“ Youngsters with no pubs and bars to go to in season will create a huge problem. This will force the younger generation and their parents to go to other towns next year where pubs and bars stay open until late.
“Youngsters don’t go the bed at 11 pm so closing the bars and pubs so early will force these kids to walk the street of St Francis and drink in public and on the beaches. Can you imagine what this will do to St Francis?
“This is a festive time of year so our pubs and bars need to be able to offer the services to our visitors and be able to stay open most certainly past 11 pm.”
A statement from the municipality to St Francis Chronicle said: “The Liquor Trading Hours by-law has not yet been approved and can still be changed. The importance of a thorough public participation process regarding the by-laws was stressed at the Speaker at a recent Council meeting.
The municipality is now busy with this process, as advertised in a local newspaper, the municipal website and on noticeboards.
“On request of stakeholders who attended the two public meetings that were held, the municipality will be extending the deadline for public comments. Further public meetings are also being planned to accommodate those affected parties who could not attend the first round of meetings. These meetings will be held in all wards. The dates are still to be finalised.”
Commenting in his personal capacity Peter Bridges says: “In a society that is begging for growth, for businesses that are desperately trying to survive and would love to grow so as to employ people, for a community that wants to sustain a level of survival that is reasonable, it’s just unbelievable that the Kouga Council, can get it so wrong.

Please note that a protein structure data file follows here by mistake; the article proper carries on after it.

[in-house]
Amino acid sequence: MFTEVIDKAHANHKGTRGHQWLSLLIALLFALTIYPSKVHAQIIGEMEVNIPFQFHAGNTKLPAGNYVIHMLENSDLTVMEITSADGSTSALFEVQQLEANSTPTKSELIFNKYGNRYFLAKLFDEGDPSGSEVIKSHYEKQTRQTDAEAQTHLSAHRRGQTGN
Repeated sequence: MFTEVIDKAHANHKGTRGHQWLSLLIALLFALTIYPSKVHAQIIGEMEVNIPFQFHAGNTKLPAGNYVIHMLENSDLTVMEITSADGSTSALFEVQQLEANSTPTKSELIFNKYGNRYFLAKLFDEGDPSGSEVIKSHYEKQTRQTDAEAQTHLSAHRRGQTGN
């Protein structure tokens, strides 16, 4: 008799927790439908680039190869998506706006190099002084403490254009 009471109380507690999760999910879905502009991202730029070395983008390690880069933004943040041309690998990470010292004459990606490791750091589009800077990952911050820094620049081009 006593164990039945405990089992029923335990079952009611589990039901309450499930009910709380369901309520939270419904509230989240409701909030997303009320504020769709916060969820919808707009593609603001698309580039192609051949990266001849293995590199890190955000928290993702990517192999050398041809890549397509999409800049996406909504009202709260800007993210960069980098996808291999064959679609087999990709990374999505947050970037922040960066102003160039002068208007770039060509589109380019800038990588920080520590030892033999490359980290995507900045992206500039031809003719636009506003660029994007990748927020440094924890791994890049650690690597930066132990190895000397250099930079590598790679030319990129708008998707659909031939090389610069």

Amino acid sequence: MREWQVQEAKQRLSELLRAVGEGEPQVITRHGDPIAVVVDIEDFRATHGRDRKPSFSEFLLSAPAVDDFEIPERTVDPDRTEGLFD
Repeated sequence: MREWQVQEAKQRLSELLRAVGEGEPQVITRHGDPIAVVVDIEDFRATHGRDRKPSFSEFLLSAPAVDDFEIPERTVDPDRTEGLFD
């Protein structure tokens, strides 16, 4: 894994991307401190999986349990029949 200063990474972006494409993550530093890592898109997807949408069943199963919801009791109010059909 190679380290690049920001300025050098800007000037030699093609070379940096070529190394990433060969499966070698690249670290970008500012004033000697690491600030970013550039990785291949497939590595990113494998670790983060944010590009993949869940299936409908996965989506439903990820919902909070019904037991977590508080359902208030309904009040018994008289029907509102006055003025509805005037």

“Why does the insanity of trying to stop things or make things so hard for small business to survive, continue from the desks of the Council? Why on earth would the Council attempt to institute such a bylaw as the one proposed?
“What is wrong with the proposed legislation?
“* The council for whatever reason want it through, without justification, motivation or reason. Surely, if there was a positive constructive reason for this they would have got together all parties that could be affected and discussed it with them, published it appropriately, so everyone knew what was behind the proposal of this bylaw – it’s called communication!
“* They are trying to stop one of the sectors of business profiting in the only window we as a holiday destination have to actually make money, in order to survive the year. Well if it goes through, guess what, there won’t be many visitors next year in our region!
“* And finally the target of this law is small businesses. Small businesses cannot survive all the red tape, all the complex laws, all the ridiculous restraints and conditions applied, make a profit, employ people, and then be expected to prosper. It’s just not possible.”
“Kouga Council please think about this and if you are serious – speak to all parties concerned, not only in SFB and CSF but also Sea Vista, and all the other Kouga regions. “